is you 
cheating on me

making love
with much generosity

In “39” from the sequence Girl Singing she makes reference to the number three and the number nine (which, after all, is the sum of 3 x 3) describing both numbers as being “open, flirtatious / loopily and exuberantly depicting / coupling curves.” So much for the number three.

Poetically, the terza rima was invented by the Italian poet Dante Alighieri in the late 13th century to structure his three-part epic poem, The Divine Comedy. The tercet was introduced into English poetry by Sir Thomas Wyatt in the 16thcentury. It was employed by Shelley and is the form used in Byron’s The Prophecy of Dante. The haiku appeared in Japan in the 13th century and was popularised by Bashō much later. As the title of this book suggests, its contents are not so much an invention (something entirely new) but an intervention (that is, the insertion of something new between what has already become familiar). It also carries with it the implication of improvement, of advancement in progress by a third party.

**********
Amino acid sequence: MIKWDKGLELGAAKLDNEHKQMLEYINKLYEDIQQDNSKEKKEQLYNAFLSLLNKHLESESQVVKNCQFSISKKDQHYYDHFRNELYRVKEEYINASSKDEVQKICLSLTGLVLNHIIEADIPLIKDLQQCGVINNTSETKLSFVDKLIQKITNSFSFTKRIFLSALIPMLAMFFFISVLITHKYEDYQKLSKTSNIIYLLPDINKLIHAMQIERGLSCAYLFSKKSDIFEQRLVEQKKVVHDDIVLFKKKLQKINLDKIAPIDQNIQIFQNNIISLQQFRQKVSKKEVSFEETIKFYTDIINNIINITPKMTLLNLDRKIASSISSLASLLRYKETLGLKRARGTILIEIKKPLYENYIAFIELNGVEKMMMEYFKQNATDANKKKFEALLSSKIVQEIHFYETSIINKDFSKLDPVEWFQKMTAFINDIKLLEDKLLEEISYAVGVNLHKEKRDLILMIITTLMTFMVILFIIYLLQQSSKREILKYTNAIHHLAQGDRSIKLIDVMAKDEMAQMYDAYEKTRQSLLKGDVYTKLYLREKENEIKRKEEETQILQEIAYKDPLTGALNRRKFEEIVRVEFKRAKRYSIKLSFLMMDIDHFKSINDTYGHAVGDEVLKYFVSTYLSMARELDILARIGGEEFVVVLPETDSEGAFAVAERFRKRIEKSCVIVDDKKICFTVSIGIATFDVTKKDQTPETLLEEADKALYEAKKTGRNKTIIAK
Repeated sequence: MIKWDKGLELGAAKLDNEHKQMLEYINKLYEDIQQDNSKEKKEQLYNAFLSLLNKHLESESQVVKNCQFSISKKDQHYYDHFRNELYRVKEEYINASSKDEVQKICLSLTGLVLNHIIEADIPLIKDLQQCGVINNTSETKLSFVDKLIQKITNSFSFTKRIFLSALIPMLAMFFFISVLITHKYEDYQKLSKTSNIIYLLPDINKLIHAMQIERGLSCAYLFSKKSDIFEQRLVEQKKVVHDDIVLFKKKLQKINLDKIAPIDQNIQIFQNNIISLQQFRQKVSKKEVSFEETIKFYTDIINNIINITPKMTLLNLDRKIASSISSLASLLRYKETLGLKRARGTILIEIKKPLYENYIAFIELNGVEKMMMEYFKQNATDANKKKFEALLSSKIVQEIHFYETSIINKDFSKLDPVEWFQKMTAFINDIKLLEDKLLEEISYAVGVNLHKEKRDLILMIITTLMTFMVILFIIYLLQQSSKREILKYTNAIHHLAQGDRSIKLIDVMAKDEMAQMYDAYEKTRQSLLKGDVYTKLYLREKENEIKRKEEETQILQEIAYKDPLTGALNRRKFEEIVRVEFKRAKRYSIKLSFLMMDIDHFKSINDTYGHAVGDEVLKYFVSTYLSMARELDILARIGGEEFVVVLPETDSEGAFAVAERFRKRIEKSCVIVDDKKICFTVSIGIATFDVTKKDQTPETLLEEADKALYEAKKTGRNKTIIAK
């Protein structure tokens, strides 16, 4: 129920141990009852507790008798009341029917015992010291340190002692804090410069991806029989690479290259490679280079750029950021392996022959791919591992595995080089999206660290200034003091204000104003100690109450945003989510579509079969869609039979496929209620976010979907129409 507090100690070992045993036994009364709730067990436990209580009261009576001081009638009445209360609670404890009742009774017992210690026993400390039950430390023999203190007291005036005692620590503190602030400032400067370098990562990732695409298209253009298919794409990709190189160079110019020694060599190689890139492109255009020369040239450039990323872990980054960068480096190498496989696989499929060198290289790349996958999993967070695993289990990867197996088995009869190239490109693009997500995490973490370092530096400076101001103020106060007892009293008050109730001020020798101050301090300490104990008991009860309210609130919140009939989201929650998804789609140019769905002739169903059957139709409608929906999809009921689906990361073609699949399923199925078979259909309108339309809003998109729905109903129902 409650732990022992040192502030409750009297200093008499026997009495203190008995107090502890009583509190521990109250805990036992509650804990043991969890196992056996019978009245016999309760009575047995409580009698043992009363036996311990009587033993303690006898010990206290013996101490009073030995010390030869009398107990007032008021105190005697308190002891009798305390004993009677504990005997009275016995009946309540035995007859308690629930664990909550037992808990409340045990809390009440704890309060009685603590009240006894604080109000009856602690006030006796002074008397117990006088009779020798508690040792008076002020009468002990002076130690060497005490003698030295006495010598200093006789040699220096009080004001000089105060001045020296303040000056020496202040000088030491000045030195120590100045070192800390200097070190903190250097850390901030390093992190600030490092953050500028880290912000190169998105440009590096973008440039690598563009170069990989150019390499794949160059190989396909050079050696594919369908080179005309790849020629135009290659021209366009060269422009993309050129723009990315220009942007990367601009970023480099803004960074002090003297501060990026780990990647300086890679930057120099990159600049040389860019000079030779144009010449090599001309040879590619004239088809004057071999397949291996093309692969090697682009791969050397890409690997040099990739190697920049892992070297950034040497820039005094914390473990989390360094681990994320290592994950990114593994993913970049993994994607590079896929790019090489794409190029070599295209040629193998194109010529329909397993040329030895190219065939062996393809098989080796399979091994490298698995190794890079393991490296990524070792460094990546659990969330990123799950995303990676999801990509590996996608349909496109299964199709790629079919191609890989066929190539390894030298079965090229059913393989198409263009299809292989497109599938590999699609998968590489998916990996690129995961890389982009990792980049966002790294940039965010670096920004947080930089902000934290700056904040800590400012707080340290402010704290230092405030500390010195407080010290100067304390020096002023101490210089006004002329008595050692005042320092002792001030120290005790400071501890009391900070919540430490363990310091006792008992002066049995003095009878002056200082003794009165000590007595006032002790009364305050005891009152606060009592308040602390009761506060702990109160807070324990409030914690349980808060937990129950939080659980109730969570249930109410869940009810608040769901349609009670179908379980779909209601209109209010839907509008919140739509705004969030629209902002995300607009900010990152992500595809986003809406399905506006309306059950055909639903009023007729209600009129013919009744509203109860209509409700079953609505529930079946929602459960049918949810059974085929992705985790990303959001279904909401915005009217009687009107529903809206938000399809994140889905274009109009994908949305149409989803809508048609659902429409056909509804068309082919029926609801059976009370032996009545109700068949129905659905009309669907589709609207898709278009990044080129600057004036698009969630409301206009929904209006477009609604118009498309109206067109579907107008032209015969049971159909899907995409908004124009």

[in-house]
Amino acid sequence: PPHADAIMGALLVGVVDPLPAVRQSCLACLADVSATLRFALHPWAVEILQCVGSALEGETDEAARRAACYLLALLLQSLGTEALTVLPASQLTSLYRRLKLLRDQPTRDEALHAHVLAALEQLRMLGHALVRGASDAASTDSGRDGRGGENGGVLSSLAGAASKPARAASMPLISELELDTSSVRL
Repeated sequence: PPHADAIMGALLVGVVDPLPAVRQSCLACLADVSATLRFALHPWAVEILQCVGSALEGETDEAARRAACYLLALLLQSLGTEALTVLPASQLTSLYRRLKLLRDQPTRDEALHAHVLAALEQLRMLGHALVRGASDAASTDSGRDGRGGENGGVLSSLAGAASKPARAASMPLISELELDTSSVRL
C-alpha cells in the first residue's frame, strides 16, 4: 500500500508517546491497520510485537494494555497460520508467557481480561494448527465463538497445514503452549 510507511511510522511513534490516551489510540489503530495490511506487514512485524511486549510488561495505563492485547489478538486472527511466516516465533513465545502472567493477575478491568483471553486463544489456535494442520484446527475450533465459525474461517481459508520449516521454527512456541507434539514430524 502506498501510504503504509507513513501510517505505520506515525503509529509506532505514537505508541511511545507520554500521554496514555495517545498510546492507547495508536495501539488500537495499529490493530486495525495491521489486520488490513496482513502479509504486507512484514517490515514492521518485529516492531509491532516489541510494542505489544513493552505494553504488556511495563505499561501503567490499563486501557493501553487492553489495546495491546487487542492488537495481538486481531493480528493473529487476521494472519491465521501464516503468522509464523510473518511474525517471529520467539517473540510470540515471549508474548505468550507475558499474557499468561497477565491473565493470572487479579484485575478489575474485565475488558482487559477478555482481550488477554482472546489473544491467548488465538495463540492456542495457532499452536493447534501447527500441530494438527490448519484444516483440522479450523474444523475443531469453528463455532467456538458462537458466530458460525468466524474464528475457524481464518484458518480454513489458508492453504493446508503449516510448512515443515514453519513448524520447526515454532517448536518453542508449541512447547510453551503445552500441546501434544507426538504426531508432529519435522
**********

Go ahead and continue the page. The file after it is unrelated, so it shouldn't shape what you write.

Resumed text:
The tercets in this selection are presented in the chronological order of when they were written and published and cover a period of 23 years from 1996 to 2019. The author has chosen to present them in this order because she views poetry as a process of continual development and change. By presenting this aspect of her work in this way, she illustrates how she has developed the form and explored its possibilities, one of the most significant being the invention of the hay(na)ku.